College Gear

New NCAA Head Regulations: How Will They Change Play?

head_regulations

the nitty gritty

As most of you probably know, the dimensions for an NCAA legal head change for the 2010 season.  The heads will be the subject to very similar width restrictions at the top and the same restrictions surrounding depth.  The changes in the regulations are most evident in the throat of the stick, where most players have the deepest part of their pocket.  This part of the stick will now be required, at a minimum, to be 3 inches wide whereas in the past the ball basically just had to barely fit through the two sidewalls.  The changes aren’t extremely drastic but I do think they will have an effect on the game.

We are going back to the days of the Brine Edge in terms of throat width.  In fact, Brine is even bringing the stick back for sale! The only real differences is that now the head comes in 10 different colors AND has a much better stringing configuration functionality with the added sidewall holes.

Earlier this summer I spoke with a couple of current division one and division three players about the new regulations and the reactions ranged from “it shouldn’t be a big deal”, “I’m a defenseman so I really don’t see it as an issue” and “it isn’t the wand, its the wizard” to “my game is done, man”, “WHHHHYYYYYY?” and “maybe I’ll pass more”.  Now Harry Potter might not agree that the wand doesn’t matter but the point is valid nonetheless: truly great players will still be great players.

Ryan Powell playing with an edge back in the day at Cuse

Ryan Powell playing with an Edge back in the day at Cuse

The least affected group here is probably defensemen.  They handle the ball less, use their stick to pick off passes more and generally can benefit from a slightly wider head.  The mo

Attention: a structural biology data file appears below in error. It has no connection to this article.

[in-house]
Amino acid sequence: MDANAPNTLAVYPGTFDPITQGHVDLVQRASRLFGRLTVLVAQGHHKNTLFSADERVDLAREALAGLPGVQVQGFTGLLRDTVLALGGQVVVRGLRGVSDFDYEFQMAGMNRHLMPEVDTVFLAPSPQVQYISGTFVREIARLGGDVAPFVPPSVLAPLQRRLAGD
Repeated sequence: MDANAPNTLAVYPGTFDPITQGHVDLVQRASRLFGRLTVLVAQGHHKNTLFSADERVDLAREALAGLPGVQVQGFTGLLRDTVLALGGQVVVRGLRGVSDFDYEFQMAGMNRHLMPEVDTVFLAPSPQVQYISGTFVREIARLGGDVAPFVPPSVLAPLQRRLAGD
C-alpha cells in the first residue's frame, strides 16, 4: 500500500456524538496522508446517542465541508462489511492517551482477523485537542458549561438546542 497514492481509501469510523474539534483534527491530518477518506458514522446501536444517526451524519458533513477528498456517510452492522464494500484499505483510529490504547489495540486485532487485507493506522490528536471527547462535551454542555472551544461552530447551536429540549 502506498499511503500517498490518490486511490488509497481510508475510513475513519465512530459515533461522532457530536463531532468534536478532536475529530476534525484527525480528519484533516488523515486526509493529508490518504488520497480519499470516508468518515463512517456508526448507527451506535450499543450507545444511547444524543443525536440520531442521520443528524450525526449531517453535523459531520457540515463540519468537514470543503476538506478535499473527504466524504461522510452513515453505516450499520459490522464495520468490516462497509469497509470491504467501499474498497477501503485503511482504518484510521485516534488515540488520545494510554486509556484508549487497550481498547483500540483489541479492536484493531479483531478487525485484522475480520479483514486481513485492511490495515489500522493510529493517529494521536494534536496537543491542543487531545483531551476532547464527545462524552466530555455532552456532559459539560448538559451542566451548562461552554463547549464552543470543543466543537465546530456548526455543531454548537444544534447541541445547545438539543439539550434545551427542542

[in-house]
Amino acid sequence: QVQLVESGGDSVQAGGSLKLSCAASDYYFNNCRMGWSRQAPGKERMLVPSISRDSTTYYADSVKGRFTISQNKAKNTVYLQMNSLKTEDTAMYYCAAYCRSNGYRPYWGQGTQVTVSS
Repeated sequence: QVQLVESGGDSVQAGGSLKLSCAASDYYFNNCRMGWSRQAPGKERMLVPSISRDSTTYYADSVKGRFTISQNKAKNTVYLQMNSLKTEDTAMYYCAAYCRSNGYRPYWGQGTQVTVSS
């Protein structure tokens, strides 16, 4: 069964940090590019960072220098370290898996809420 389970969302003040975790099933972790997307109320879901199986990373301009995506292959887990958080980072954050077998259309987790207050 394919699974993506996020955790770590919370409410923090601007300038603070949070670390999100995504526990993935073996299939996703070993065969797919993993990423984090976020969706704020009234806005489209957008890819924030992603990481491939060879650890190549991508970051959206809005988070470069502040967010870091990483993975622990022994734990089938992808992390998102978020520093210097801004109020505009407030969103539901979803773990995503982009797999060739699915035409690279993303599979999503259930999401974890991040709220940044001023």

st affected groups of players will probably be attackmen, dodging middies and fogos.  The attackmen and middies are for the obvious reasons surrounds ball control and retention.  The fogos come to mind because while they are ALL dealing with same changes, they will ALL have to adjust their game accordingly and this gives newer names a chance to rise to the top and evens the playing field to a certain extent.  Trust me, facing off with a wide Edge is VERY different from using a pinched Blade.

I’m curious to hear reactions from the players as they pick up their new spoons.  If you have any insight throw it into the comments section and we will try to address your questions or comments in the next post.  I get the feeling that head width is going to be a pretty popular topic come spring time!

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About the author

Connor Wilson

Connor is the Publisher of LacrosseAllStars.com. He lives in Brooklyn with his better half, continues to play and coach both box and field lacrosse in NYC as much as possible, and covers the great game that is lacrosse full-time. He spends his spare time stringing sticks and watching Futurama.

8 Comments